What’s the staying power in the business?
Quality is just it. It’s quality and honesty, because in Nigeria now, we are more sophisticated. Everybody loves good things and if you produce and the quality isn’t good, people will not buy but if your quality is right, you are honest and with good corporate governance, the sky is your limit. It’s not as if we were not affected by economic recession, but because we have been steadfast, we are still in business and growing.
What are your challenges in the envelope manufacturing business?
Life is full of ups and downs. For example, if you look at what is happening in Nigeria today, we are still there and we are doing well, only that the profit margin is shrinking because of infrastructural problems especially power because we run on generator all week. There is also the challenge of roads and funds too. So, the cost of doing business in Nigeria is very high but I know we will smile eventually. Government is looking towards the right direction now, because they are encouraging manufacturers. We still want more; they are not there yet, we can understand they also have their own problems. At least when we talk they listen.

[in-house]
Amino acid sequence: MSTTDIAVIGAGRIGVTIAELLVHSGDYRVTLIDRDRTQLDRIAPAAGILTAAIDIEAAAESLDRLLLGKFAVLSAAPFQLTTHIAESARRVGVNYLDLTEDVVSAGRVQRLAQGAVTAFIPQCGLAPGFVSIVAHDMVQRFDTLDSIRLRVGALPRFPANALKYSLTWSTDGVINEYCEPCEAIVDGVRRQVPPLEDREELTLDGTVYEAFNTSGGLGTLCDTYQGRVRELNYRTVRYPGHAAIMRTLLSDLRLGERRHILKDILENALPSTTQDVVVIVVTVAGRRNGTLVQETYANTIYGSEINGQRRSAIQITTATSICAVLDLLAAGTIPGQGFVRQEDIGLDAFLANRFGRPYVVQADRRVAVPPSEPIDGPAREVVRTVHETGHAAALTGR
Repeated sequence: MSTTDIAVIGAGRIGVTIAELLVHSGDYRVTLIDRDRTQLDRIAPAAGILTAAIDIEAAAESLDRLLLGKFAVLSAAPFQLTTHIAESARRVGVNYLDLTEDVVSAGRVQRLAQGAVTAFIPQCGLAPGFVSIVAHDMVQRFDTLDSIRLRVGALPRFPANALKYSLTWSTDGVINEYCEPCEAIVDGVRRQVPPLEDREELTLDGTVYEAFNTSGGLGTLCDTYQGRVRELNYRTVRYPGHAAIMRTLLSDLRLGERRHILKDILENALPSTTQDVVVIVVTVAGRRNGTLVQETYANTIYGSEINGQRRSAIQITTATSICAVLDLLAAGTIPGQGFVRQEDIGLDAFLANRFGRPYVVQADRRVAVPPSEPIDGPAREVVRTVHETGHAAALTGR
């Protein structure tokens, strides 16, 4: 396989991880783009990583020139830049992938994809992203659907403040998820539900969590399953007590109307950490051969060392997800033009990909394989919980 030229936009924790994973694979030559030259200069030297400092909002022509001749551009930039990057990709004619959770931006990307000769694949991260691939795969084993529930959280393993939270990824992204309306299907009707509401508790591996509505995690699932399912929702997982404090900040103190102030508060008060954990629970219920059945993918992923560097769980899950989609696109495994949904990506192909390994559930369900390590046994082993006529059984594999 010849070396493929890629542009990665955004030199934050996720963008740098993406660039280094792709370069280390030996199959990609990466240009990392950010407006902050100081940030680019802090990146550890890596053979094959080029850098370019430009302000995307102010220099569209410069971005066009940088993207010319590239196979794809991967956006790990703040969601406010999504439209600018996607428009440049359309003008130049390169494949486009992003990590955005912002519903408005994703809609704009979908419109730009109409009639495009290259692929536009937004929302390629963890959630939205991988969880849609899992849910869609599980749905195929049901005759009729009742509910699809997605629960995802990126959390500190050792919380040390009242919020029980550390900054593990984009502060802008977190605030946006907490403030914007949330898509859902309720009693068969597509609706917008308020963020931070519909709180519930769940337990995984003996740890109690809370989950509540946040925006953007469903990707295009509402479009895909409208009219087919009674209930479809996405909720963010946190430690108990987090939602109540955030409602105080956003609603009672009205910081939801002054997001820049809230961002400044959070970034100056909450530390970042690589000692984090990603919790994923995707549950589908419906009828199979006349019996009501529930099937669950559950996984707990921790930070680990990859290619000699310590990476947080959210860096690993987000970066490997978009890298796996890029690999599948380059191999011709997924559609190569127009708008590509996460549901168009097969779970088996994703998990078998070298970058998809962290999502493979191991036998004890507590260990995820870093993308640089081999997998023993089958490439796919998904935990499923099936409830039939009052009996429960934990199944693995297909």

What’s the percentage of local raw materials you use for production and how do you source them?
For now, I think we should look into backward integration, which is very important. At FAE, we’ve started buying our craft from Nigeria Paper Mill in Jebba and about 80 percent of our raw materials are locally sourced. Several years ago, India insisted that inputs shouldn’t be imported but produced within, which is what our government should help us sing louder. Buy Nigeria, use Nigeria, and encourage manufacturers.
To what extent has the economic recession affected your business?